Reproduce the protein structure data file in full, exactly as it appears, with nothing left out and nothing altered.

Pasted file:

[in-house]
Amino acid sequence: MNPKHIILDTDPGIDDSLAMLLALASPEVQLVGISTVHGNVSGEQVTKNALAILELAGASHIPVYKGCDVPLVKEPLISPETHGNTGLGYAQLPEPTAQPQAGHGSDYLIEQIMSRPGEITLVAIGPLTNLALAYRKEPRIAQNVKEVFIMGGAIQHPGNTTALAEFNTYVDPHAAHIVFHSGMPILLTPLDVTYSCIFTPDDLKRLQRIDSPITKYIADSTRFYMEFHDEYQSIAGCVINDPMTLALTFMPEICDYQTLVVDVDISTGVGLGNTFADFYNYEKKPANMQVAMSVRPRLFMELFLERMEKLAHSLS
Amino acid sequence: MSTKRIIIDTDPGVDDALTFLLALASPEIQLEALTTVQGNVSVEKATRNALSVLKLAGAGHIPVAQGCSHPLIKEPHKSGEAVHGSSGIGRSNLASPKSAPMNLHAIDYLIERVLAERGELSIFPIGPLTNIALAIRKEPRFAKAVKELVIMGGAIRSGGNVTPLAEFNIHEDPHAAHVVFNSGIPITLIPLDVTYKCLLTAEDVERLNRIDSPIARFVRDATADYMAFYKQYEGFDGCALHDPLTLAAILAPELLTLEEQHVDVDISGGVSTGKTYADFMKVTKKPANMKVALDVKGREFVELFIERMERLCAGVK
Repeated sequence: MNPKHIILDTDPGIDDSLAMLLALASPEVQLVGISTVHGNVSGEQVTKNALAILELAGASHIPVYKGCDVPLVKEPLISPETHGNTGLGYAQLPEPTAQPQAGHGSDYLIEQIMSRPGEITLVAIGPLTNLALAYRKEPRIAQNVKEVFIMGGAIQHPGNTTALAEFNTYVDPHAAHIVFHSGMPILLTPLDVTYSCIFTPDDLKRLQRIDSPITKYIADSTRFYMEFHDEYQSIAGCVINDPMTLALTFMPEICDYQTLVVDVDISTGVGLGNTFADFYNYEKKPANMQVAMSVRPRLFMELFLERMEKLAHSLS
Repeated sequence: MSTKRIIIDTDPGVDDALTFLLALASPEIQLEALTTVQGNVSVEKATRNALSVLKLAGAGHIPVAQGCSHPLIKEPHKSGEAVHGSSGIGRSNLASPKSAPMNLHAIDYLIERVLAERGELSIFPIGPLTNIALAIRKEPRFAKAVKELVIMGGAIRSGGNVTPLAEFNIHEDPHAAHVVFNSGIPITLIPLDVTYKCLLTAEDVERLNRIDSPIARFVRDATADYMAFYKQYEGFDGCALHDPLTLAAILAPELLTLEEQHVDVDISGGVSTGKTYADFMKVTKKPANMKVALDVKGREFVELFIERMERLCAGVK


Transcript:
[in-house]
Amino acid sequence: MNPKHIILDTDPGIDDSLAMLLALASPEVQLVGISTVHGNVSGEQVTKNALAILELAGASHIPVYKGCDVPLVKEPLISPETHGNTGLGYAQLPEPTAQPQAGHGSDYLIEQIMSRPGEITLVAIGPLTNLALAYRKEPRIAQNVKEVFIMGGAIQHPGNTTALAEFNTYVDPHAAHIVFHSGMPILLTPLDVTYSCIFTPDDLKRLQRIDSPITKYIADSTRFYMEFHDEYQSIAGCVINDPMTLALTFMPEICDYQTLVVDVDISTGVGLGNTFADFYNYEKKPANMQVAMSVRPRLFMELFLERMEKLAHSLS
Amino acid sequence: MSTKRIIIDTDPGVDDALTFLLALASPEIQLEALTTVQGNVSVEKATRNALSVLKLAGAGHIPVAQGCSHPLIKEPHKSGEAVHGSSGIGRSNLASPKSAPMNLHAIDYLIERVLAERGELSIFPIGPLTNIALAIRKEPRFAKAVKELVIMGGAIRSGGNVTPLAEFNIHEDPHAAHVVFNSGIPITLIPLDVTYKCLLTAEDVERLNRIDSPIARFVRDATADYMAFYKQYEGFDGCALHDPLTLAAILAPELLTLEEQHVDVDISGGVSTGKTYADFMKVTKKPANMKVALDVKGREFVELFIERMERLCAGVK
Repeated sequence: MNPKHIILDTDPGIDDSLAMLLALASPEVQLVGISTVHGNVSGEQVTKNALAILELAGASHIPVYKGCDVPLVKEPLISPETHGNTGLGYAQLPEPTAQPQAGHGSDYLIEQIMSRPGEITLVAIGPLTNLALAYRKEPRIAQNVKEVFIMGGAIQHPGNTTALAEFNTYVDPHAAHIVFHSGMPILLTPLDVTYSCIFTPDDLKRLQRIDSPITKYIADSTRFYMEFHDEYQSIAGCVINDPMTLALTFMPEICDYQTLVVDVDISTGVGLGNTFADFYNYEKKPANMQVAMSVRPRLFMELFLERMEKLAHSLS
Repeated sequence: MSTKRIIIDTDPGVDDALTFLLALASPEIQLEALTTVQGNVSVEKATRNALSVLKLAGAGHIPVAQGCSHPLIKEPHKSGEAVHGSSGIGRSNLASPKSAPMNLHAIDYLIERVLAERGELSIFPIGPLTNIALAIRKEPRFAKAVKELVIMGGAIRSGGNVTPLAEFNIHEDPHAAHVVFNSGIPITLIPLDVTYKCLLTAEDVERLNRIDSPIARFVRDATADYMAFYKQYEGFDGCALHDPLTLAAILAPELLTLEEQHVDVDISGGVSTGKTYADFMKVTKKPANMKVALDVKGREFVELFIERMERLCAGVK